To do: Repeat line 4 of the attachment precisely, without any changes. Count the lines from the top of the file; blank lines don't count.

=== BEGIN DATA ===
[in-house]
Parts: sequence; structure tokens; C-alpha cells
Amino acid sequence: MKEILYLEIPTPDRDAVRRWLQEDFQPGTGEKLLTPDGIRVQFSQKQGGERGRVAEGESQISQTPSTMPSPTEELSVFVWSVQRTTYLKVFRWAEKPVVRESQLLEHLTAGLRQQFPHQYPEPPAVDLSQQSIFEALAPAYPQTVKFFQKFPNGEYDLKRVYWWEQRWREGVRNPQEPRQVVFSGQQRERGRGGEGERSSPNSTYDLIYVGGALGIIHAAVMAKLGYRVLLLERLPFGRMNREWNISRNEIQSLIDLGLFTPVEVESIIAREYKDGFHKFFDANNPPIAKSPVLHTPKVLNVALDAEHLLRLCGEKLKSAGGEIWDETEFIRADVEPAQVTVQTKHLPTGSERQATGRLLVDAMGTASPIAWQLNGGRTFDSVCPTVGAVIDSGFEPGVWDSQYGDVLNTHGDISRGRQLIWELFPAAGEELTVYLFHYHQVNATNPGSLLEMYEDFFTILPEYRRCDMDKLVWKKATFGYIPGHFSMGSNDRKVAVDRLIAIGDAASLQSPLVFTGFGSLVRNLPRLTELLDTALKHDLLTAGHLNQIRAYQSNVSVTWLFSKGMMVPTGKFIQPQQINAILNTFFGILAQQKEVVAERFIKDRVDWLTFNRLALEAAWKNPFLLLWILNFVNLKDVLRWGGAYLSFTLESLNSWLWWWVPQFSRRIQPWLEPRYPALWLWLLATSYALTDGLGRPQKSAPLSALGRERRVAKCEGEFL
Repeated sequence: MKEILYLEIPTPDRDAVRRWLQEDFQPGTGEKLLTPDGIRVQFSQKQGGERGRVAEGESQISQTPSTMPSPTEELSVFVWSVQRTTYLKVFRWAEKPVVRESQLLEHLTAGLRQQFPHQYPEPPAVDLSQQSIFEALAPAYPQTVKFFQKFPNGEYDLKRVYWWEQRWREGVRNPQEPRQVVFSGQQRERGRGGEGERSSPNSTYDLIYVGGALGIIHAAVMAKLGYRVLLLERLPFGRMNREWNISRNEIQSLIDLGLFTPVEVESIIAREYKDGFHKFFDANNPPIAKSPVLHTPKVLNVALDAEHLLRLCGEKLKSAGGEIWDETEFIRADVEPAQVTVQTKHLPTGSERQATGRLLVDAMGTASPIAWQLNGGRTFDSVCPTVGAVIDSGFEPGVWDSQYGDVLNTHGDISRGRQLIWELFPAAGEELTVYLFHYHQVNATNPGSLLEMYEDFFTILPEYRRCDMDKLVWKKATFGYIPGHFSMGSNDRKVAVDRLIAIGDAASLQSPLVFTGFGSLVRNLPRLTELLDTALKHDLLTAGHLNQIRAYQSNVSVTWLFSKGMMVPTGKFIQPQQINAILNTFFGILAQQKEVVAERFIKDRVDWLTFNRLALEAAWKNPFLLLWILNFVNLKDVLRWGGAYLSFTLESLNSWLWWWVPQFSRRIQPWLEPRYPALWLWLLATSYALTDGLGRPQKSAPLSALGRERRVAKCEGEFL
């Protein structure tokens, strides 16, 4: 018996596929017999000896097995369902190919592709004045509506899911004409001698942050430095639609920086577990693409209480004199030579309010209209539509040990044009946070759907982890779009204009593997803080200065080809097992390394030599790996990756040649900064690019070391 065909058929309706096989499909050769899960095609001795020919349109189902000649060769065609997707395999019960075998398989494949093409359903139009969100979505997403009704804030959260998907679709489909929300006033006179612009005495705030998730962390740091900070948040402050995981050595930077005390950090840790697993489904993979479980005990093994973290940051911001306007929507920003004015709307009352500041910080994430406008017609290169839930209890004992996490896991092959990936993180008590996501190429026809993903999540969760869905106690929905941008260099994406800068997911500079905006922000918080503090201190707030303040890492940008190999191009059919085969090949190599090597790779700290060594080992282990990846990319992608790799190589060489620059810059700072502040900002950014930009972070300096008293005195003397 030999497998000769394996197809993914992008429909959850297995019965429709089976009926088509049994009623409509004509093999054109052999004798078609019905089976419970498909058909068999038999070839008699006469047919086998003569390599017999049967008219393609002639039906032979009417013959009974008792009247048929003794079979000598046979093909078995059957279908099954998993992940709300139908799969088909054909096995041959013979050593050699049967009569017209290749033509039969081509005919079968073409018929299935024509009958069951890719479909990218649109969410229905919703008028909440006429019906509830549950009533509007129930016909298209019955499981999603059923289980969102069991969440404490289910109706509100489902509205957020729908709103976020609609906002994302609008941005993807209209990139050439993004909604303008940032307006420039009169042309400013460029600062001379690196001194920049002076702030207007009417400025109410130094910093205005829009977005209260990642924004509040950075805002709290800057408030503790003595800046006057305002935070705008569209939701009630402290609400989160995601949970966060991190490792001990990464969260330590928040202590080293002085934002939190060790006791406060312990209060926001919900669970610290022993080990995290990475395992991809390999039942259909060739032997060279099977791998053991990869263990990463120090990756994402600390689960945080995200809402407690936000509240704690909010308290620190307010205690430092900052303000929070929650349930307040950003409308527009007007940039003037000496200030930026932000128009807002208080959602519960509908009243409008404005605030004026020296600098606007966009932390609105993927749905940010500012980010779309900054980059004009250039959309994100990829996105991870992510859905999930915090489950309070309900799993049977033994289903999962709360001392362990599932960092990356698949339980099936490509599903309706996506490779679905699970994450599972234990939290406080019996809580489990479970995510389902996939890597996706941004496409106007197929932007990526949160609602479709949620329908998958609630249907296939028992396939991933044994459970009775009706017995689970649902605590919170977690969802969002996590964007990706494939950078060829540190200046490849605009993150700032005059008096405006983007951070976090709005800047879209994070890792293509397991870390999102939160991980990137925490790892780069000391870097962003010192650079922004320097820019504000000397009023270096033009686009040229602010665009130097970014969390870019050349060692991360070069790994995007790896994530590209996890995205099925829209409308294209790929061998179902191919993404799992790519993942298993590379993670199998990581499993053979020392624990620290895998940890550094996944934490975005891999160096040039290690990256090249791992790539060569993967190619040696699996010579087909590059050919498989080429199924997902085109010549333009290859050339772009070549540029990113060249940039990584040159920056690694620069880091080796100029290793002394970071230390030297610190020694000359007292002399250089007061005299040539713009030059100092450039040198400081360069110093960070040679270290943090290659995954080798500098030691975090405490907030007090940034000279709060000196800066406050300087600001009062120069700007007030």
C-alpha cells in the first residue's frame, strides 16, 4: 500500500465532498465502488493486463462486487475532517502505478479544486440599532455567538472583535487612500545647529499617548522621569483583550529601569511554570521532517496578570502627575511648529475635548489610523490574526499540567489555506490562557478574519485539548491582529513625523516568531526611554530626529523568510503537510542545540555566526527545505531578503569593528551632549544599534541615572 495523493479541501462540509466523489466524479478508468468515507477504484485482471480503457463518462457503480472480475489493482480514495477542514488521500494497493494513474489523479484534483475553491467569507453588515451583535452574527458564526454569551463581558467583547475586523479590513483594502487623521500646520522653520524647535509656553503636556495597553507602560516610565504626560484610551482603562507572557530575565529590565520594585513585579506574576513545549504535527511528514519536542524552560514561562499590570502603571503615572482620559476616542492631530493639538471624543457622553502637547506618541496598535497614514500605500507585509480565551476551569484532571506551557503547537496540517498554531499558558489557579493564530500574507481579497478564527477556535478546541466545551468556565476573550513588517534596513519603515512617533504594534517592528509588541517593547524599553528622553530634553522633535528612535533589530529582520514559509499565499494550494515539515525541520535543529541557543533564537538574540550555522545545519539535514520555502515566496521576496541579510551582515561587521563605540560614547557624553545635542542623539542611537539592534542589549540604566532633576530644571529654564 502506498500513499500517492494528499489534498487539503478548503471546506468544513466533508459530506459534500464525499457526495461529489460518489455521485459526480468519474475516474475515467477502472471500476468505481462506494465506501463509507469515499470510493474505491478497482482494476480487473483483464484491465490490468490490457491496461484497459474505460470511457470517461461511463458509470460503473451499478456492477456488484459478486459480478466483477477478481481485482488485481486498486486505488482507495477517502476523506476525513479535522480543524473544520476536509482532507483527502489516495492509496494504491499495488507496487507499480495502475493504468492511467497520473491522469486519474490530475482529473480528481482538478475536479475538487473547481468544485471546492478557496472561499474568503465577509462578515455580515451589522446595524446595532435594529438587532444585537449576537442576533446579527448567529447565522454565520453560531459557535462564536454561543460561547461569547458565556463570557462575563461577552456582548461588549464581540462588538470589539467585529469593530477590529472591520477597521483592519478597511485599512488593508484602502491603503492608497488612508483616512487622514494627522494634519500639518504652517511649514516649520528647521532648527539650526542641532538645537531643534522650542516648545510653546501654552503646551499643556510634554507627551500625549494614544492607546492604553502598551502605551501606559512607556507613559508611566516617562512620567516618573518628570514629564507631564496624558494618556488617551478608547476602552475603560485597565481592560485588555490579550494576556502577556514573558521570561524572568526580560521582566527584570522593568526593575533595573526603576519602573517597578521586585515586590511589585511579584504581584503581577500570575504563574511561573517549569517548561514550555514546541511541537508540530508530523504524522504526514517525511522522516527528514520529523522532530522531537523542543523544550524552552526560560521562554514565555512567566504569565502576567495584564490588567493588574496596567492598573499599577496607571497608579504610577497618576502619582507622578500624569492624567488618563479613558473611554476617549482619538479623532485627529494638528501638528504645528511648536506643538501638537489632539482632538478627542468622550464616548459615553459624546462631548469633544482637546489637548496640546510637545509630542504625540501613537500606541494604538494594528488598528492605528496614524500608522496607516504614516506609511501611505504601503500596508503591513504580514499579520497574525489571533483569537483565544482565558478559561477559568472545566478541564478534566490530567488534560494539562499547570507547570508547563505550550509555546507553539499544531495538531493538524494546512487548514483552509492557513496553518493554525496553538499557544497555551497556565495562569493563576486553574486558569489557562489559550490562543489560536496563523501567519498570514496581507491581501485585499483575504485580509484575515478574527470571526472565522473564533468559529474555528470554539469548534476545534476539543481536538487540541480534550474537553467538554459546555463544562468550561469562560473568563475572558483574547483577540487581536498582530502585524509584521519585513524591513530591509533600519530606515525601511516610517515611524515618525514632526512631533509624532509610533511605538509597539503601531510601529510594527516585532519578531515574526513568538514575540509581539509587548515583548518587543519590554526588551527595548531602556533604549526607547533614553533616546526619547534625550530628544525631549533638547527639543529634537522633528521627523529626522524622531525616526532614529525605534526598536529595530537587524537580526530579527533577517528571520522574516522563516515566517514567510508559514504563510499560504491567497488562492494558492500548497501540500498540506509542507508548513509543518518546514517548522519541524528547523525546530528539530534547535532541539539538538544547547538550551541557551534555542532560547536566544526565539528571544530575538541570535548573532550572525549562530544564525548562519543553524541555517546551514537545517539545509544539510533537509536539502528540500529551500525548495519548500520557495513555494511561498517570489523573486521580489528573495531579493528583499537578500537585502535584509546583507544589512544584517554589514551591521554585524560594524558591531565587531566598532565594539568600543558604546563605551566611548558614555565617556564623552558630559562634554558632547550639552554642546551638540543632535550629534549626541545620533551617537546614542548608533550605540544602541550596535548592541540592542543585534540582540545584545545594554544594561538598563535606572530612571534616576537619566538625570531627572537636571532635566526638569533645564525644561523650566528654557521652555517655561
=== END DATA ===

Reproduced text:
Repeated sequence: MKEILYLEIPTPDRDAVRRWLQEDFQPGTGEKLLTPDGIRVQFSQKQGGERGRVAEGESQISQTPSTMPSPTEELSVFVWSVQRTTYLKVFRWAEKPVVRESQLLEHLTAGLRQQFPHQYPEPPAVDLSQQSIFEALAPAYPQTVKFFQKFPNGEYDLKRVYWWEQRWREGVRNPQEPRQVVFSGQQRERGRGGEGERSSPNSTYDLIYVGGALGIIHAAVMAKLGYRVLLLERLPFGRMNREWNISRNEIQSLIDLGLFTPVEVESIIAREYKDGFHKFFDANNPPIAKSPVLHTPKVLNVALDAEHLLRLCGEKLKSAGGEIWDETEFIRADVEPAQVTVQTKHLPTGSERQATGRLLVDAMGTASPIAWQLNGGRTFDSVCPTVGAVIDSGFEPGVWDSQYGDVLNTHGDISRGRQLIWELFPAAGEELTVYLFHYHQVNATNPGSLLEMYEDFFTILPEYRRCDMDKLVWKKATFGYIPGHFSMGSNDRKVAVDRLIAIGDAASLQSPLVFTGFGSLVRNLPRLTELLDTALKHDLLTAGHLNQIRAYQSNVSVTWLFSKGMMVPTGKFIQPQQINAILNTFFGILAQQKEVVAERFIKDRVDWLTFNRLALEAAWKNPFLLLWILNFVNLKDVLRWGGAYLSFTLESLNSWLWWWVPQFSRRIQPWLEPRYPALWLWLLATSYALTDGLGRPQKSAPLSALGRERRVAKCEGEFL